Make a plan of what you want to eat and when. This way you avoid buying a small snack at the supermarket or bakery or ordering something in the evening instead of cooking fresh.

#3 Drink unsweetened beverages
Try to drink your tea or coffee without sugar. If you find this difficult at the beginning, try it slowly and halve the amount of sugar. You'll see that in time you'll be able to cut it out altogether.
Likewise, you should eliminate soft drinks from your drink menu, because it's no secret that they contain a lot of sugar.

It's best to reach for water when you're thirsty. It's important to drink plenty of water because we even often mistake thirst for hunger. For example, mix your own healthy lemonade and avoid industrially prepared drinks.

#4 Eat less convenience food
Yes, it's quick and after a long day at work, you often don't feel like cooking fresh. In no time at all, the pizza is in the oven. Unfortunately, convenience products contain a relatively high amount of sugar. A frozen pizza contains up to 14 g of sugar.

#5 Do not go shopping hungry
We've all been there: going shopping with an empty stomach and later wondering what all ended up in the shopping cart. Most of the time, it's not the healthy foods you reach for, but the ones with a lot of sugar. That's why we recommend you always go to the supermarket well satiated.

#6 Do not buy sweets
Almost everyone has it - the candy drawer or candy cabinet - always nicely stocked. What would it be like if you simply stopped buying supplies? Then it would soon be empty, you wouldn't have any more sweets at home, and you wouldn't be tempted to reach for a chocolate bar or something similar in a weak moment. And let's be honest: How often do we eat sweets out of boredom?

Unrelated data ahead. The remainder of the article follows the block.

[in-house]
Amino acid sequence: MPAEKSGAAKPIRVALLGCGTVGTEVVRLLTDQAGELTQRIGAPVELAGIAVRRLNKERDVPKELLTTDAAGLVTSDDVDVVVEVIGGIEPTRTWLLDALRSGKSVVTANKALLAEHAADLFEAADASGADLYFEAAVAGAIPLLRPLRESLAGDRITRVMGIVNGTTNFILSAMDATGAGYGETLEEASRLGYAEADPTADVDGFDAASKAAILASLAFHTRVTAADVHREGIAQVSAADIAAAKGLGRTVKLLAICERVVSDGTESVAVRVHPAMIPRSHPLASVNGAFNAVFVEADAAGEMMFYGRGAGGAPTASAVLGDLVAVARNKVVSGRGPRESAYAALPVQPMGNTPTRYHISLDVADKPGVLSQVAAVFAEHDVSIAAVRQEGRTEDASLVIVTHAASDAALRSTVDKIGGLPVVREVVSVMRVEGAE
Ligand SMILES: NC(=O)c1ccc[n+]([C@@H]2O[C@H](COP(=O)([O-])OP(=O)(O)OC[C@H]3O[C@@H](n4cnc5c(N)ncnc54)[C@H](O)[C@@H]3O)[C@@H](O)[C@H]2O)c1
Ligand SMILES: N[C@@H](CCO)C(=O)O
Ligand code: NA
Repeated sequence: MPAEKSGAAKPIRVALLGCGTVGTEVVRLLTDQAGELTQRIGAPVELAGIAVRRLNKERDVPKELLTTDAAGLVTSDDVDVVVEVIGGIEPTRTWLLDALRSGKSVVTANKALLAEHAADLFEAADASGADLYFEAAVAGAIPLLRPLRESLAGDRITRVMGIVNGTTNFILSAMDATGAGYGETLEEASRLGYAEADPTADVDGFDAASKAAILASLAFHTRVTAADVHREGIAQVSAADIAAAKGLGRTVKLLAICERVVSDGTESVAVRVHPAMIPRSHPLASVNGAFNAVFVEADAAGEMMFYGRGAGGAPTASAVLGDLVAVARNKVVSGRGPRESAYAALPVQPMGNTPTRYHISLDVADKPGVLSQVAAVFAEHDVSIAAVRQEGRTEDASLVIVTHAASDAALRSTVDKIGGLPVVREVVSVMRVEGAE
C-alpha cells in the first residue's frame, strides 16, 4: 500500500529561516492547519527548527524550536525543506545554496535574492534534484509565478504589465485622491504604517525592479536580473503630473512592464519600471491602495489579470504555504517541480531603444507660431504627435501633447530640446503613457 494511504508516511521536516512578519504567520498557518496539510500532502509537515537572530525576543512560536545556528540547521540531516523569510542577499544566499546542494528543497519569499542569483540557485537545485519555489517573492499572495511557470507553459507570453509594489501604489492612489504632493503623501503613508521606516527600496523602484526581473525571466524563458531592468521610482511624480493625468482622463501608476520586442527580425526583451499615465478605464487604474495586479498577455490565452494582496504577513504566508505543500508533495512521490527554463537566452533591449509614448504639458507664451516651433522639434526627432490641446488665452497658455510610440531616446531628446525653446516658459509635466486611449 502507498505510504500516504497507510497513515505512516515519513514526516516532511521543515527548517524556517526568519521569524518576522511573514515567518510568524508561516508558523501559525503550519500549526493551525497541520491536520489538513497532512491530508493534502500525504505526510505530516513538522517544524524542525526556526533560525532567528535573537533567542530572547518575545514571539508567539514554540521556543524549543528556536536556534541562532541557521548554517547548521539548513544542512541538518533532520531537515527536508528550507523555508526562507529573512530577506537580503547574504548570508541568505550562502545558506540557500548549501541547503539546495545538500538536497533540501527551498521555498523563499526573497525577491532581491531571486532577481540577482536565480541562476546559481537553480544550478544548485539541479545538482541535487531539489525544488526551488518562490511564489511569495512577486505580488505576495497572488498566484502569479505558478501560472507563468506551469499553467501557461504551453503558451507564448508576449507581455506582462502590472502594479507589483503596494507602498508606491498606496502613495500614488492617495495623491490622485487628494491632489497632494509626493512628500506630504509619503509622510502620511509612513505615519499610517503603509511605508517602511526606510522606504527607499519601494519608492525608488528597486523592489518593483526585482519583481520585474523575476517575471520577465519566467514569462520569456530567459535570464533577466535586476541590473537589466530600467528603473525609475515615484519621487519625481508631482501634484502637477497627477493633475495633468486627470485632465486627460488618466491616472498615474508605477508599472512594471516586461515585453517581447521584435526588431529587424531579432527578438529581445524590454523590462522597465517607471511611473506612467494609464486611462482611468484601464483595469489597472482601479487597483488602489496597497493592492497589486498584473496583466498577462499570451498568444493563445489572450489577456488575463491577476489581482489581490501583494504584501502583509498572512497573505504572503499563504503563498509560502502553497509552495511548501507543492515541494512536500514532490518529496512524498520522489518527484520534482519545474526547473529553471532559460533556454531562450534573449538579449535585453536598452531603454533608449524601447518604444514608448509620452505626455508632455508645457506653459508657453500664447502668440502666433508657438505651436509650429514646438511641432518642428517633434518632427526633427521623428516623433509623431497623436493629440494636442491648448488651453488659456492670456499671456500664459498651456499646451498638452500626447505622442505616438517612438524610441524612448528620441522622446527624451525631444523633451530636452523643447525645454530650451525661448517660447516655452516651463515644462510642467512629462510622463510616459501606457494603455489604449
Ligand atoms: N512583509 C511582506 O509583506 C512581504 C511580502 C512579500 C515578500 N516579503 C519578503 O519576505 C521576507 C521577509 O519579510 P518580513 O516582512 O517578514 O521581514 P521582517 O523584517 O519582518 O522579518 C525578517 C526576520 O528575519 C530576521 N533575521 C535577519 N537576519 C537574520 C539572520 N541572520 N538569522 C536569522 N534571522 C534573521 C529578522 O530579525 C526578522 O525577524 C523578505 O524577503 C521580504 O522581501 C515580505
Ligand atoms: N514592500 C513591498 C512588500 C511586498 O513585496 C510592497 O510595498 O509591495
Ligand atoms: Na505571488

Don't eat sugared cereal or cornflakes
For many, muesli in the morning is simply part of a good start to the day. But have you ever looked at how much sugar it contains? According to consumer protection experts, many ready-to-eat mueslis contain a quarter of sugar! That's the equivalent of eight sugar cubes per 100 grams. Instead, prepare your own muesli from oatmeal and nuts, or make yourself a healthy Bircher muesli.

#8 Cook and bake sugar free/b>
At first, it's probably a bit unusual to bake your own bread for breakfast or a cake for Sunday afternoon. But one thing is for sure: You can't get bread or cake in the supermarket without sugar. There are many great recipes for sugar-free cakes or sugar-free bread that are also easy to make and taste great. So you can feast without remorse.

#9 Find allies/b>
Find friends or family members who want to start a sugar-free life together with you. This way, you can motivate each other when one of you has a slump. It's also more fun together and you can share successes, recipes, tips and tricks.

What foods do we recommend on a sugar-free diet?

To help you get started on a sugar-free diet, here are foods without sugar that you can easily incorporate into your diet:

1. Fresh fruit and vegetables, in season
2. Nuts, kernels and seeds, whole, ground or in the form of mush 3. Legumes such as chickpeas, beans and lentils
4. High-quality vegetable oils such as rapeseed oil, olive oil, walnut oil or linseed oil
5. Fresh or dried herbs and spices
6. So-called pseudocereals such as amaranth, quinoa or buckwheat
7. Fish, meat and eggs - raw and unprocessed, without ready marinade
8. Sugar alternatives such as erythritol, xylitol, stevia, tagatose and galactose

We hope that after reading this blog article, you will find it easier to avoid sugar, or even to give up sugar altogether over time and live a sugar-free life.

Your health will thank you.

Bibliography

1 https://www.welt.de/wissenschaft/­article138077917/WHO-empfiehlt-6-Teeloeffel-Zucker-pro-Tag.html

2 https://de.statista.com/statistik/daten/­studie/175483/umfrage/pro-kopf-verbrauch-von-zucker-in-deutschland/